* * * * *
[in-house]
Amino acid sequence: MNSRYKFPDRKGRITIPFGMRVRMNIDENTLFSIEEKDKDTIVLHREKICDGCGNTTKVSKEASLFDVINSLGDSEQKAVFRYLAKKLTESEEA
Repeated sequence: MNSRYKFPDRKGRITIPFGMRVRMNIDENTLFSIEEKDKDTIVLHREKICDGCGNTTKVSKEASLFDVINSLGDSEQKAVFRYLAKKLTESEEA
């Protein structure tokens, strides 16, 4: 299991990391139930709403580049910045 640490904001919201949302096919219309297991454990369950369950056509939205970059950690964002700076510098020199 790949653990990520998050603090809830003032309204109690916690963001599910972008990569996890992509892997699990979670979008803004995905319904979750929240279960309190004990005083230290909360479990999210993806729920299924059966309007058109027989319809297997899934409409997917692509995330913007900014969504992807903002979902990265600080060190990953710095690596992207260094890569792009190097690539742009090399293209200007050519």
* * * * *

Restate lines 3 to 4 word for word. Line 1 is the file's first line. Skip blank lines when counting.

Repeated sequence: MNSRYKFPDRKGRITIPFGMRVRMNIDENTLFSIEEKDKDTIVLHREKICDGCGNTTKVSKEASLFDVINSLGDSEQKAVFRYLAKKLTESEEA
């Protein structure tokens, strides 16, 4: 299991990391139930709403580049910045 640490904001919201949302096919219309297991454990369950369950056509939205970059950690964002700076510098020199 790949653990990520998050603090809830003032309204109690916690963001599910972008990569996890992509892997699990979670979008803004995905319904979750929240279960309190004990005083230290909360479990999210993806729920299924059966309007058109027989319809297997899934409409997917692509995330913007900014969504992807903002979902990265600080060190990953710095690596992207260094890569792009190097690539742009090399293209200007050519």